December 3, 1917
|Died||November 20, 1977 (aged 59)|
|Education||B.A. Dartmouth College|
|Spouse(s)||Catharine Anliss Heerman (divorced)|
|Parent(s)||Minna Harlib Koenig|
|Family||Julian Koenig (brother)|
John Koenig (son)
Victoria Koenig (daughter)
Pauline Koenig Porter (niece)
John Koenig (nephew)
Antonia Koenig (niece)
Sarah Koenig (niece)
Koenig was born to a Jewish family in New York City, the son of Minna (Harlib) and Morris Koenig. His father was a judge; his brother was advertising executive Julian Koenig. As a child, he collected records and was introduced to the record producing business by John H. Hammond who served as his mentor. He attended Dartmouth College where he was friends with Budd Schulberg, son of B.P. Schulberg, the head of production at Paramount film studios. After Dartmouth, he attended Yale Law School but was forced to drop out after his father's death. In 1936, he then went to work for Martin Block on the Make Believe Ballroom radio show at Milton H. Biow's WNEW in New York City. In 1937, B.P. Schulberg offered him a job as a writer at Paramount Studios and he moved to Los Angeles. In Los Angeles, leveraging his experience with John Hammond, he was hired by David Stuart and his wife, Marili Morden – the owners of the Jazz Man Record Shop which was adjacent to Paramount Studios – to produce some records under Stuart's Jazz Man Records label. In 1941, Koenig recorded Lu Watters which he followed on with Bob Scobey and Turk Murphy. World War II interrupted his career and he served in the film unit of the United States Army Air Corps where he wrote the war documentary films, Memphis Belle: A Story of a Flying Fortress (1944) and Thunderbolt (1947), both directed by then-Major William Wyler. In 1947, Koenig was blacklisted by the House Un-American Activities Committee.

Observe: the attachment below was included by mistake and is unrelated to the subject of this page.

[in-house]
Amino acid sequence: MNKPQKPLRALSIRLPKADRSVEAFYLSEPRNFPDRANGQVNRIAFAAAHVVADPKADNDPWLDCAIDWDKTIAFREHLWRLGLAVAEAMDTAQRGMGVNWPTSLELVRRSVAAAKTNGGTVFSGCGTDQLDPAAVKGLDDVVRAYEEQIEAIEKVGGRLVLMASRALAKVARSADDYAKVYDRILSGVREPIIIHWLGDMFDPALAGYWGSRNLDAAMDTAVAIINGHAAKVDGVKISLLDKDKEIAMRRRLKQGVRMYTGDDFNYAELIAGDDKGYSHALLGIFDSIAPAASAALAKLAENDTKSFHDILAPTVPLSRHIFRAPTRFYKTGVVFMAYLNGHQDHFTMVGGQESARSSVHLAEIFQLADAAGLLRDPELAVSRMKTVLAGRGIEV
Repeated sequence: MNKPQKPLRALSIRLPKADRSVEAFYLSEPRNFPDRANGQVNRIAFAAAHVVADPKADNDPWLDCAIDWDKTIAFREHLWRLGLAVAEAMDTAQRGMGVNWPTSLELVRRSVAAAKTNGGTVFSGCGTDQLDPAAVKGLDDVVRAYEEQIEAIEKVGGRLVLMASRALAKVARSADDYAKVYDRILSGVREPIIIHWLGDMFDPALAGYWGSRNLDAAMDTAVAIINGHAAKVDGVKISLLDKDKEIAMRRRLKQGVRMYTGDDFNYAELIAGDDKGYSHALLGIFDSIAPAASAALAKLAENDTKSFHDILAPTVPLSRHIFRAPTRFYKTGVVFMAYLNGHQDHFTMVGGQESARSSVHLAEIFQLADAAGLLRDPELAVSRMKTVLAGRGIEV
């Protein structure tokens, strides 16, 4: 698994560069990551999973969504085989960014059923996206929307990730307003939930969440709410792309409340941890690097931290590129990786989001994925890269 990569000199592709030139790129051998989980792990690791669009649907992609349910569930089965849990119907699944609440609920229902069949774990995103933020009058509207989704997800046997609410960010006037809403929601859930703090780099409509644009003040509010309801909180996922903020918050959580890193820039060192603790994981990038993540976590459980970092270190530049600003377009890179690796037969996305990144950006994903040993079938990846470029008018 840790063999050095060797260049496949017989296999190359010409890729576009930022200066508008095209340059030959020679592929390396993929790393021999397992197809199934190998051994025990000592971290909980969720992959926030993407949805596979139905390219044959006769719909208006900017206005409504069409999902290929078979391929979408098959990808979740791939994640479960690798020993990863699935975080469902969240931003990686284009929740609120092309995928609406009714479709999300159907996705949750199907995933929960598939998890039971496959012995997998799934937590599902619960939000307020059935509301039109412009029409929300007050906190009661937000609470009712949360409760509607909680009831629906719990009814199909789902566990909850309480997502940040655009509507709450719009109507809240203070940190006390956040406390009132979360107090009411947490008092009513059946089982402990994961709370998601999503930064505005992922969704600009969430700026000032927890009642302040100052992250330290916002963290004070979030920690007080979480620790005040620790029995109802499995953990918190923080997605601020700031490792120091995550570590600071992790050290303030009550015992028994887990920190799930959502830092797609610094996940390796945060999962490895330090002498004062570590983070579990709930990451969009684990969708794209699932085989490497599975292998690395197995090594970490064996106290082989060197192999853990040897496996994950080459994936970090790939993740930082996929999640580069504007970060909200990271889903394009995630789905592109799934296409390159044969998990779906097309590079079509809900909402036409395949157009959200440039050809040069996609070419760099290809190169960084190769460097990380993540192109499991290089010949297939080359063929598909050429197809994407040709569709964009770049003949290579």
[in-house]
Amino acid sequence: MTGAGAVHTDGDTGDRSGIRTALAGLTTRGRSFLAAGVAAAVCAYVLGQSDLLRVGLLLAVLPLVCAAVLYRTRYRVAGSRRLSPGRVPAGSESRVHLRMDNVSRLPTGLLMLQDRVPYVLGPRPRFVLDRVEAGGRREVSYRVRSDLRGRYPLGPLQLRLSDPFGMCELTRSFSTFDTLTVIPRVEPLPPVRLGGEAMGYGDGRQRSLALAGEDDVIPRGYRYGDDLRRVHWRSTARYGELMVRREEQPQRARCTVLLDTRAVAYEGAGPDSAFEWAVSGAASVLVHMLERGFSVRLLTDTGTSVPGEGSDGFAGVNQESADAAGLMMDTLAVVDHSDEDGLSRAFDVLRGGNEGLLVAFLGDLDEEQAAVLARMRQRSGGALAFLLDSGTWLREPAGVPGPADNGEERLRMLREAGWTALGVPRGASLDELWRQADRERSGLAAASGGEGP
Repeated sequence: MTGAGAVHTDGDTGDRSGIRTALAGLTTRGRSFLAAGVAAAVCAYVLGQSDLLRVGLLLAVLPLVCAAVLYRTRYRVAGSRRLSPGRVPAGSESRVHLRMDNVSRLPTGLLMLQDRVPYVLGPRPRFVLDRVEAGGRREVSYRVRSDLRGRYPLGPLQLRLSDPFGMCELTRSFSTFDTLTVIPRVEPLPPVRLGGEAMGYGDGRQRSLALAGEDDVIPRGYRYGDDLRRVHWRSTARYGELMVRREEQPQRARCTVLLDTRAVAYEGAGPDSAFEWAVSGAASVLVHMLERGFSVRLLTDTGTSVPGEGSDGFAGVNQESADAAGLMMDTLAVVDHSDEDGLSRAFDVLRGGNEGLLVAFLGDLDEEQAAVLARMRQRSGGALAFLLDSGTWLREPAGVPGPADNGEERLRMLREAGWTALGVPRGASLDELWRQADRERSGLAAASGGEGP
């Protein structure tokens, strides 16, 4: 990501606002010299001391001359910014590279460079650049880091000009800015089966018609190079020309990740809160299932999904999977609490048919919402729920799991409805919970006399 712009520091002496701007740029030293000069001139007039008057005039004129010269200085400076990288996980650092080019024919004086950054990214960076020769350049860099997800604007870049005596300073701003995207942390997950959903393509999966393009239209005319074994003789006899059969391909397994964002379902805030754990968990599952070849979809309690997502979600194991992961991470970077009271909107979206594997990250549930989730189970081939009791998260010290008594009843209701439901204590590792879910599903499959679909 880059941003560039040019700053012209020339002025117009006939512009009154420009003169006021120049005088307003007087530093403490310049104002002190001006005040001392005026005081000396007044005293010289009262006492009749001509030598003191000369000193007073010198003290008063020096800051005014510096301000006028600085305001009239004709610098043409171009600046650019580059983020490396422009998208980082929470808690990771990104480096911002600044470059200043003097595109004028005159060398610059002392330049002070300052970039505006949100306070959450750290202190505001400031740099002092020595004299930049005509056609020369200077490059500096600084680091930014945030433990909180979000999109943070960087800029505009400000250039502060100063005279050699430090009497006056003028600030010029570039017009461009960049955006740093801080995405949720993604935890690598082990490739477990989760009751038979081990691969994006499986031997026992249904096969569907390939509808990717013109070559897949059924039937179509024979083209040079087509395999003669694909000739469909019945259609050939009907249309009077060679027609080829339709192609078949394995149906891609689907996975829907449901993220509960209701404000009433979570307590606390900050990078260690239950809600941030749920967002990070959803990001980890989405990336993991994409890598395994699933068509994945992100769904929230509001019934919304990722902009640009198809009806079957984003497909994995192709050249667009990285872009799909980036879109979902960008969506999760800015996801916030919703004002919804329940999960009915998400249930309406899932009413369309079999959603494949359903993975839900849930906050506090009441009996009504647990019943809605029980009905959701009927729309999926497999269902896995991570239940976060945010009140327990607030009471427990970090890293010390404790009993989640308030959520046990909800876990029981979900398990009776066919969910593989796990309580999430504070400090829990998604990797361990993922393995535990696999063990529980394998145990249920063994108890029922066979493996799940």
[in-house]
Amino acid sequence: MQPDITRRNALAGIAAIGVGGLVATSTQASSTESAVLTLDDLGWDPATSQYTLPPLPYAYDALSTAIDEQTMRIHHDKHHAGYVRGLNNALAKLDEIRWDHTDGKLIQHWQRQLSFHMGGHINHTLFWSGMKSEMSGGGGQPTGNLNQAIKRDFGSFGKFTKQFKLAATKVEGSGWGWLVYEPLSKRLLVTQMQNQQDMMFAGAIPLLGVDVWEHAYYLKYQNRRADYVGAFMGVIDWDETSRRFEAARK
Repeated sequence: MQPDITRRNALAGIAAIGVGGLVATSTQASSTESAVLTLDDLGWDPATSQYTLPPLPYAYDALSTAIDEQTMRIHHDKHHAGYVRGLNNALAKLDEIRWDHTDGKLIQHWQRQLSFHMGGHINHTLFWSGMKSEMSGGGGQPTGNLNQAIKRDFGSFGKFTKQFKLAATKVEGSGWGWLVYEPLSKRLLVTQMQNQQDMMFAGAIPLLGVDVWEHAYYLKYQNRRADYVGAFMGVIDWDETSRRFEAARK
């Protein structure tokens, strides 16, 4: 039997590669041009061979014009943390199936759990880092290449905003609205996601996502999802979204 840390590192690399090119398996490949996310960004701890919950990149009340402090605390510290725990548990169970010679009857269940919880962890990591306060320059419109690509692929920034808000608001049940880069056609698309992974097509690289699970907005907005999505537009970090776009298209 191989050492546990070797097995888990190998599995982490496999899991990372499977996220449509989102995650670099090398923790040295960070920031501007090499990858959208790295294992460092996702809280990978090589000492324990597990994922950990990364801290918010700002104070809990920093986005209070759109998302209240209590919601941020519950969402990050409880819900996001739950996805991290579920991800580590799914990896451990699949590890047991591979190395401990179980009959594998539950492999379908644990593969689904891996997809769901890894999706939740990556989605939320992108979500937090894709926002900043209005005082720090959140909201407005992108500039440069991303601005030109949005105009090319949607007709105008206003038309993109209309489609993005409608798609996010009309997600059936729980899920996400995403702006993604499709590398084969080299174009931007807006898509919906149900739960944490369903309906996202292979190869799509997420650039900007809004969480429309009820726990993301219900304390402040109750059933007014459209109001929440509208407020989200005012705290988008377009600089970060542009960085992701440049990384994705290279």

He decided to return to record producing with Jazz Man Records but when he returned to Los Angeles, he found that Stuart and Morden had divorced and she had since remarried to Nesuhi Ertegun, the founder of Crescent Records; instead Koenig founded his own label, Good Time Jazz Records. In 1952, Ertegun sold him the Jazz Man label (Crescent Records had been merged into Jazz Man) and then Ertegun went to work for Koenig at Good Time Jazz Records. In 1951, Koenig founded Contemporary Records.
In 1948, he married artist Catharine Anliss Heerman, who was the daughter of Sarah Yeiser Mason and Victor Eugene Heerman. Koenig had two children with Heerman, John (born 1950) and Victoria (born 1951). The couple divorced in 1954. In 1961, he married jazz singer Joy Bryan. Koenig died of a heart attack on November 20, 1977.
- "Lester Koenig, Contemporary Records, Shelly Manne and AKG", by Rudolf A. Bruil, June 28, 2010.
- The East Hampton Star: "Julian Koenig, 93, Legendary Ad Man" Archived 2018-08-19 at the Wayback Machine June 26, 2014
- Jarrett, Michael (August 30, 2016). Pressed for All Time: Producing the Great Jazz Albums from Louis Armstrong and Billie Holiday to Miles Davis and Diana Krall. The University of North Carolina Press. pp. 19–20. ISBN 9781469630595.
- Levin, Floyd (August 30, 2016). Classic Jazz: A Personal View of the Music and the Musicians. The University of North Carolina Press. p. 242. ISBN 9780520234635.
- KCRW: "Lester Koenig, Contemporary Records, and the Great Sound of Roy DuNann" By Tom Schnabel January 6, 2013
- "Biography: Catharine Aanliss Heerman (February 5, 1922 – April 4, 2007) by John Koenig November 24, 2007
- Jazz Journal: "More About Les" Archived 2017-09-02 at the Wayback Machine September 20, 2010 | "Les Koenig died of a heart attack in Los Angeles on 21 November 1977, 12 days before his 60th birthday. He was married to the singer Joy Bryan. He was the father of two children, John and Victoria, and the step-father of Alan and Shawn Bryan."